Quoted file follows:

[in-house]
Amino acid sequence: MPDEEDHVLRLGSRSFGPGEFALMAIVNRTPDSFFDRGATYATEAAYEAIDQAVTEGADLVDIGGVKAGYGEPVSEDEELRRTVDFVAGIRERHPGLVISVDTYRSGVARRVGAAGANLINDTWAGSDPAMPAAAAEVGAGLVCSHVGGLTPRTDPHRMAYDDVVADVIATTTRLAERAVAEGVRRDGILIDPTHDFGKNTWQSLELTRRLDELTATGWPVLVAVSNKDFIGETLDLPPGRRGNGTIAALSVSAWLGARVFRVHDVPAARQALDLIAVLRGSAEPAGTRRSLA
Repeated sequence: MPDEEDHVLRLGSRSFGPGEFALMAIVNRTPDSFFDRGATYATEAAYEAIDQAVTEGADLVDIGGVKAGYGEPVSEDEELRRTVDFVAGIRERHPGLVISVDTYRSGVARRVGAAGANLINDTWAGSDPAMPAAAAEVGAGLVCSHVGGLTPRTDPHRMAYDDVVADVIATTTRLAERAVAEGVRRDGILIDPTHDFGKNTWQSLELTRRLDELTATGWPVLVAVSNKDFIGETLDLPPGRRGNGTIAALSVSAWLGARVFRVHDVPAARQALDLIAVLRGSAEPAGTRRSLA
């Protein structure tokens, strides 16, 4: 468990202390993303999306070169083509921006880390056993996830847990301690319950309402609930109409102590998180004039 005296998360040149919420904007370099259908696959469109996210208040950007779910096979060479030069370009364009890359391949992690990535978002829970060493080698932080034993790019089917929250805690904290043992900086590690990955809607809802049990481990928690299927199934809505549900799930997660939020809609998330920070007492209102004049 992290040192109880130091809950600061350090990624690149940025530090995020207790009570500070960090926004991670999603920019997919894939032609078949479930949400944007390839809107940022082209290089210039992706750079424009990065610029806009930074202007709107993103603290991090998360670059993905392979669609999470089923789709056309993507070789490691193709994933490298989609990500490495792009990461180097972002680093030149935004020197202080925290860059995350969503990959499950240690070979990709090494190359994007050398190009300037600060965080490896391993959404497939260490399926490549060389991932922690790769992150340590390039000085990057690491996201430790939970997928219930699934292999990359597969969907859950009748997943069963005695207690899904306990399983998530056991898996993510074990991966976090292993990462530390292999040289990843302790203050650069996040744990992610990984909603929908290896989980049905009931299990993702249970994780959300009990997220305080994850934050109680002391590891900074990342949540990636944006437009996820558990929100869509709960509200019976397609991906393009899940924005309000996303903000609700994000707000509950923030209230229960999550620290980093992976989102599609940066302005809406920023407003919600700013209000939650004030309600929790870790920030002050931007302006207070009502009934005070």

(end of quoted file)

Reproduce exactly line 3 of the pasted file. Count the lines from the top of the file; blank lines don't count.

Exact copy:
Repeated sequence: MPDEEDHVLRLGSRSFGPGEFALMAIVNRTPDSFFDRGATYATEAAYEAIDQAVTEGADLVDIGGVKAGYGEPVSEDEELRRTVDFVAGIRERHPGLVISVDTYRSGVARRVGAAGANLINDTWAGSDPAMPAAAAEVGAGLVCSHVGGLTPRTDPHRMAYDDVVADVIATTTRLAERAVAEGVRRDGILIDPTHDFGKNTWQSLELTRRLDELTATGWPVLVAVSNKDFIGETLDLPPGRRGNGTIAALSVSAWLGARVFRVHDVPAARQALDLIAVLRGSAEPAGTRRSLA